“So let me assert my firm belief that we have nothing to fear, but fear itself.” Franklin D. Roosevelt
Ask people about their fears and you are likely to get a puzzled look in response. Our culture does not embrace adults talking about their fears, (unless we are asking children about their fears). It is something that we are supposed to grow out of as we grow older. But fear is an entire category of emotions. How are we supposed to grow out of one of the four primary emotions (happy, sad, mad, fear) that we have access to as a human? We can’t and we don’t. The only thing that we seem to grow out of or away from, is discussing our fears. Fears can hold us back and keep us from facing adversity that can help us grow. Examining our fears can provide us a window into what we need to do in order to be our best selves, the best leaders, the best teams, and the best companies. By identifying your fears, you identify areas of great opportunity. Whether you are an executive fearing implementing a change, or a company afraid of taking a risk, if your fears are in control of your decisions, there may be consequences. Yes, you may indeed be safe from harm. BUT you may also be safe from growing, learning, innovating, and leading.
One of my greatest fears is of heights. Whether it is standing in tall buildings or flying in an airplane, I am very uncomfortable. My heart starts to race, my palms sweat, my legs feel shaky and I want to scream. Recently, I had the chance to face this fear. While on a trip to Whistler B.C. I decided to try zip lining. Zip lining involves putting on a climbing harness and clicking onto a pulley that slides along a cable which “zips” you from tree top to tree top roughly 100- 150 feet above the ground through a canyon, quickly. It’s just you and some cloth hanging onto a steel cable while flying through the air. The scenery was beautiful, although I did not notice at the time. I was focusing on my heart beating hard and fast, while my stomach was doing flip flops. I was actually holding onto one of the tree trunks when the wind caused the tree and tree stand to sway. I was near panic as it came closer to the time to “jump”. When it was my turn, the guide asked me, “How do you feel?” I responded, “Terrified.” Then step by step I walked until I was flying down the line with no turning back, screaming the entire way. This process continued throughout the afternoon.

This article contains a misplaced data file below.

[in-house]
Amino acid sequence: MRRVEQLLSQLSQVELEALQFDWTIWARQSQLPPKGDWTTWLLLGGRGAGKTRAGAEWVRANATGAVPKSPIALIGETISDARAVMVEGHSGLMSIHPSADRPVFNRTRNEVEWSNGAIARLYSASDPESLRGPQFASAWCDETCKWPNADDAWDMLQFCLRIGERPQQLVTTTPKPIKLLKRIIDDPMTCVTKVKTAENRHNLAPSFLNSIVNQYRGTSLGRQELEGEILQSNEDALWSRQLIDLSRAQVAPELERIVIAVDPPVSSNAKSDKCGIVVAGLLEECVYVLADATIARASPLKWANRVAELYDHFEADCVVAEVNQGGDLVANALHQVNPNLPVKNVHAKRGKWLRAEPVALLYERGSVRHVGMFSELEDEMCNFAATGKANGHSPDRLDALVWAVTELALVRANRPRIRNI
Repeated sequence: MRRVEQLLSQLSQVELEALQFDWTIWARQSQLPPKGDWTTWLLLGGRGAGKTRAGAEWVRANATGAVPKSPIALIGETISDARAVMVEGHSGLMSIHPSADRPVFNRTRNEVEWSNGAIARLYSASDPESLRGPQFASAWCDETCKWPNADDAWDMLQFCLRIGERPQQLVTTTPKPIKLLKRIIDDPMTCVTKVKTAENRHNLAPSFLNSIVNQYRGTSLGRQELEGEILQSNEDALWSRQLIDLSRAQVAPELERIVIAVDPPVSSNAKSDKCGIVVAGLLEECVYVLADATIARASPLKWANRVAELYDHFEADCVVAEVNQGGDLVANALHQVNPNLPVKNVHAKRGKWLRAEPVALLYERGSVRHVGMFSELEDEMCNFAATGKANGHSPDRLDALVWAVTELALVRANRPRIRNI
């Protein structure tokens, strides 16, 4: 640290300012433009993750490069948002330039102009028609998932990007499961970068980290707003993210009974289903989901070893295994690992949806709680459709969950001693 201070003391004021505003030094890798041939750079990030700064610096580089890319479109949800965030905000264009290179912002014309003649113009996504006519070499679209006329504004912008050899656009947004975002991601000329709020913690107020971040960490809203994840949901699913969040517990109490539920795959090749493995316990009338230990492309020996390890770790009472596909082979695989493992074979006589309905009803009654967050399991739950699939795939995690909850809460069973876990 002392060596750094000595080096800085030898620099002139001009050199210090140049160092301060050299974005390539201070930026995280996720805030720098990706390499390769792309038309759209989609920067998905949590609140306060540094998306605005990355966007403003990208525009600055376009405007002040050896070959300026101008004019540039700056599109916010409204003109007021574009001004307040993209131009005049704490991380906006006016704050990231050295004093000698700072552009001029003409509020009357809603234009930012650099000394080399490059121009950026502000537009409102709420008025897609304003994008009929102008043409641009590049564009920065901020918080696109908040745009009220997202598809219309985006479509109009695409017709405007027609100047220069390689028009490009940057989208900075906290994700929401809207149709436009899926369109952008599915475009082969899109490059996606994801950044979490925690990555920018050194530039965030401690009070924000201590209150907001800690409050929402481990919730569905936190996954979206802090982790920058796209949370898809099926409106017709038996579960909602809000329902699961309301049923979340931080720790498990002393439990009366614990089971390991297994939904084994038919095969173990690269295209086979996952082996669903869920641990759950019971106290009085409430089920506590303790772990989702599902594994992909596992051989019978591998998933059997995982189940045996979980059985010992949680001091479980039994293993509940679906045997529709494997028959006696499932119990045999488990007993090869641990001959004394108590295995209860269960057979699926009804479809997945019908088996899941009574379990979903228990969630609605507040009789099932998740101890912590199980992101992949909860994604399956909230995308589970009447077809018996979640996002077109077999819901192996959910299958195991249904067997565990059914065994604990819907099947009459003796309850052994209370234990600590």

By the last zip line, I started to calm down. Then, the guide said, “this is your last zip line of the day. I encourage you to do something out of your comfort zone.” Was he kidding? This entire day was outside my comfort zone and now I was being asked to push the boundary again? He offered that he would show us how to go upside down on the zip line and that he needed a volunteer to go first. I thought to myself that since I had just stopped panicking, this would be a good time to challenge my story about my fear and volunteered to go upside down. Just before I went, I asked the rest of the group to cheer me on for support and they did. This time, I did not scream. I embraced the entire experience and smiled the entire way. When I got to the other side, the second guide asked me how I felt. “Great!” I exclaimed. Just three hours earlier, I was in deep fear, worried that I could not face my fear and would have to wait for the shuttle bus down the mountain. I had contacted my deepest courage, acknowledged my feeling of terror, asked for support, and moved toward my fear not away from it. I was no longer paralyzed by my fear of heights. I was relaxed on the shuttle ride back down the mountain, eyes wide open. On the way up, I could not even look out the window.
I don’t think that my fear of heights has totally vanished and I do not intend to trivialize anybody’s fears or imply that all fears are easy to get over. That is up to you to decide. I do know now that I do not fear my fear any more. I acknowledge it, work with it and find courage to face it. This experience of facing my fear did more for me than just provide a thrilling experience. It gave me the the chance to challenge the story that I had carried around that I could never zip line because I’m scared of heights. That story was holding me back. Once I had decided to go and took that final step, it was impossible to turn back and I was committed. My only option was to focus on making this process work, by holding on, and dealing with the discomfort, by screaming. I also learned, grew, found new courage inside of myself, and I had a lot of fun.
Some fears that I have heard leaders express include public speaking, receiving feedback, giving hard feedback, handling conflict, disappointing people, looking incompetent and many more. Here are some quick tips for addressing your fears. “S-A-T-S-U-N.”
1. Search: What are you afraid of?
2. Acknowledge: What can you do to acknowledge this fear to yourself and get support from someone you trust?
3. Time: Take some time understanding the history. Did you learn this fear? How? Where?
4. Story: What story are you carrying around based on fear? Is this story relevant? Useful? How does it hold you back? How does it help you?
5. Useful: Fear can also keep us from doing damage to ourselves and others. Is there something in this fear that you can use?
6. Next: What small step can you take today to shift your relationship with this fear? What step can you take that will make sure that you can’t turn back?
Fear can hold you back from reaching your goals in your work, your career, your company or your life. Do not fear fear. Face your fears. Lead your business, career and life!
Larysa Slobodian, MA, L4 Leadership LLC